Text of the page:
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March 31, 1980


The opinion of the court was delivered by: SAROKIN

Plaintiffs in this action are, with the exception of Helen Kerr, former members of Truck Drivers & Chauffeurs Union Local No. 478 ("Local No. 478") who retired from active employment on or before July 1, 1973, and who have been receiving pension benefits from defendant Local No. 478 Trucking and Allied Industries Pension Fund ("Pension Fund") since their retirement. Plaintiff, Helen Kerr, is the widow of a pensioner. Plaintiffs bring this action as a class action on behalf of themselves and all other persons similarly situated.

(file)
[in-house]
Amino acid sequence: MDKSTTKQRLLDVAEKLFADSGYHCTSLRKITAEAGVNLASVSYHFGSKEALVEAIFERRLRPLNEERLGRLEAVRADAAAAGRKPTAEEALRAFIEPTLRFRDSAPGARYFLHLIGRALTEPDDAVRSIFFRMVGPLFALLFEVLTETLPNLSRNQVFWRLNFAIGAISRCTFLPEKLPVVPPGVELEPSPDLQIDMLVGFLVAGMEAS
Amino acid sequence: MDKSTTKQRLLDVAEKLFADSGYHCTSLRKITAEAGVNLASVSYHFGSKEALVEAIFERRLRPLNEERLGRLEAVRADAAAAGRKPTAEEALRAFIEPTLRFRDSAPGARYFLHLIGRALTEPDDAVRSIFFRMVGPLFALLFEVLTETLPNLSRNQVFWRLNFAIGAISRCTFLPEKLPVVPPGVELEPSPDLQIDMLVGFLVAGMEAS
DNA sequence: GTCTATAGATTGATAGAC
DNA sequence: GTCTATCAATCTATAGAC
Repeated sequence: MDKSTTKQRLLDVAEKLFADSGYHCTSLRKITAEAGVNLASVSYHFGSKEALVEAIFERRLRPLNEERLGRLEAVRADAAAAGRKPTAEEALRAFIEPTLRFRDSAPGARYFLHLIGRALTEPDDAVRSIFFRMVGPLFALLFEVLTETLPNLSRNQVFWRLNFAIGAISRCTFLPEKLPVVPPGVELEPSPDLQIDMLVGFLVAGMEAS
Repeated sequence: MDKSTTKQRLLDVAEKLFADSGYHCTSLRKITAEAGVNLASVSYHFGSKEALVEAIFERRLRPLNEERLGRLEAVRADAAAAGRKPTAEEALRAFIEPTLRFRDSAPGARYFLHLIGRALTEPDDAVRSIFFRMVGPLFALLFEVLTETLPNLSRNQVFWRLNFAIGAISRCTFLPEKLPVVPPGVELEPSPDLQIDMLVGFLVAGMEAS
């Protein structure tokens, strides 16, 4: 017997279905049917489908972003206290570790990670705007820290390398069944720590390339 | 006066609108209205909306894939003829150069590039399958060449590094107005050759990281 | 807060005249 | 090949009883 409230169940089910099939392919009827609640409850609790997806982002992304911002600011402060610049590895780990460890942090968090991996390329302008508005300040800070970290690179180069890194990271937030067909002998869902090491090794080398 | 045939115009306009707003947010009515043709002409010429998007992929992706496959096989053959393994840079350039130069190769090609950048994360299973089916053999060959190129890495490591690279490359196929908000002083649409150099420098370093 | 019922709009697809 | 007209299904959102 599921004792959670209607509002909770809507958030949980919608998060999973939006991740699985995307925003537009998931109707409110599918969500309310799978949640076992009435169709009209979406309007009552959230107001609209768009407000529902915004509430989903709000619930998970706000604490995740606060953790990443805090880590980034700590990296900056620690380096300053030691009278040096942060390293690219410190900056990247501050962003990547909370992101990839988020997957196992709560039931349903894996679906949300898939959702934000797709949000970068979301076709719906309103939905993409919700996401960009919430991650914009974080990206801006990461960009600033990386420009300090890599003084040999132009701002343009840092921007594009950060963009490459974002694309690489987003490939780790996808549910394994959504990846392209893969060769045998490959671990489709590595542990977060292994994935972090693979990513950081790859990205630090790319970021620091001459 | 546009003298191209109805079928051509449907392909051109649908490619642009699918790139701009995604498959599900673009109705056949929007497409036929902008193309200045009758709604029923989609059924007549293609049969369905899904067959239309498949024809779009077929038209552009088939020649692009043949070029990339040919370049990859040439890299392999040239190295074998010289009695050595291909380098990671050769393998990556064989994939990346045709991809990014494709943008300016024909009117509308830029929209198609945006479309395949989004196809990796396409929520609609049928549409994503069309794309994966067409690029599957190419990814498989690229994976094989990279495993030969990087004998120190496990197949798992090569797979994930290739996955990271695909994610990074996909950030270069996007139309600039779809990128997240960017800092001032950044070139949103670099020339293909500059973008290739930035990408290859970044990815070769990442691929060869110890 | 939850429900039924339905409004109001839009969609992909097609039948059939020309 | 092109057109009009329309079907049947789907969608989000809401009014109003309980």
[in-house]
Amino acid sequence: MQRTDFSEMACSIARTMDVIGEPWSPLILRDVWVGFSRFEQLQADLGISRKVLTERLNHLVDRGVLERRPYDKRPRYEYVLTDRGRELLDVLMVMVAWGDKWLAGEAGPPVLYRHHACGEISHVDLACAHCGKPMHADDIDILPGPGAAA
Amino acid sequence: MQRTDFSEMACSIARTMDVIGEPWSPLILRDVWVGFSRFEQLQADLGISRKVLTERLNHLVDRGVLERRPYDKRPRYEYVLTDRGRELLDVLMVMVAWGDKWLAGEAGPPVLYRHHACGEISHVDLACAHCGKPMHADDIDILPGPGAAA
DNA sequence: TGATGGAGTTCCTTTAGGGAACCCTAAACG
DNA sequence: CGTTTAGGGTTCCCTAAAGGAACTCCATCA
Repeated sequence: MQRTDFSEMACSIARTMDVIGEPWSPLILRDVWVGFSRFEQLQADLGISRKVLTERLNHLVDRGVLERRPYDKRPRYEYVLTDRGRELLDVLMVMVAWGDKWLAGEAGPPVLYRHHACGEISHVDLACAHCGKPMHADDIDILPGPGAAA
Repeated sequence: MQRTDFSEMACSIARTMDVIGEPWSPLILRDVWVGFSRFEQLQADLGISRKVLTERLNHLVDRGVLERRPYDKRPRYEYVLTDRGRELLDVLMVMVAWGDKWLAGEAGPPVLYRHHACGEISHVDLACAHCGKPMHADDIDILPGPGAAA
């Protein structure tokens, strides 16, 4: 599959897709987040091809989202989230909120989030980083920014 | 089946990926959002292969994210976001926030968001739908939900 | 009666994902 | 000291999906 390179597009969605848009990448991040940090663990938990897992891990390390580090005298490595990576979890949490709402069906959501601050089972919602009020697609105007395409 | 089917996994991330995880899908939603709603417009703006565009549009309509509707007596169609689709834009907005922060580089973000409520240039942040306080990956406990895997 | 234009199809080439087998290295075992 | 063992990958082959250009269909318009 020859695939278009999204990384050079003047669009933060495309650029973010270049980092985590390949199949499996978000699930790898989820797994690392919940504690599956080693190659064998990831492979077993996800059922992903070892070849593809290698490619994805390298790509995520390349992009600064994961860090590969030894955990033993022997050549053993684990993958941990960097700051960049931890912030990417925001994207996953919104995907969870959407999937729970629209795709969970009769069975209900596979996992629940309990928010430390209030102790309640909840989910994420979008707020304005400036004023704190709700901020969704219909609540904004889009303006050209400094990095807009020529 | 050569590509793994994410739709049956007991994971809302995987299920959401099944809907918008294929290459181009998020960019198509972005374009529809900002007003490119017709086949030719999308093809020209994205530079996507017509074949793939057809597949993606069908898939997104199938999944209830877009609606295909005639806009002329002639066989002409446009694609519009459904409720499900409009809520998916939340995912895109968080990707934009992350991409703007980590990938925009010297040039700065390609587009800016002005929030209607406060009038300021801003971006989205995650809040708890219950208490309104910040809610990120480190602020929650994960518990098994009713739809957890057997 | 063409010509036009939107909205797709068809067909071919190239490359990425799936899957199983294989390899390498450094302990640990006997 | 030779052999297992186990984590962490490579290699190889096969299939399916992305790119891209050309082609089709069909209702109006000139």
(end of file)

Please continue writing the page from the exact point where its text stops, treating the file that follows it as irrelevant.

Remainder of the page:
Defendant Pension Fund is a jointly administered, multi-employer Trust maintained pursuant to section 302 of the Labor Management Relations Act of 1947, 29 U.S.C. § 186, which was established to provide pension benefits for eligible participants working under the jurisdiction of Truck Drivers & Chauffeurs Union Local No. 478. The individual defendants are either current or former Trustees of the Pension Fund.

 This action was commenced by the plaintiffs in January 1979. The complaint alleges that in November 1973, the Trustees unlawfully decided to increase the pension benefits of those retirees who retired after July 1, 1973, more than they increased the pension benefits of retirees who retired prior to July 1, 1973. Plaintiffs have asserted three bases of federal jurisdiction under 28 U.S.C. §§ 1331, 1337; 29 U.S.C. §§ 185, 186(a), (b); and 29 U.S.C. §§ 1001-1381.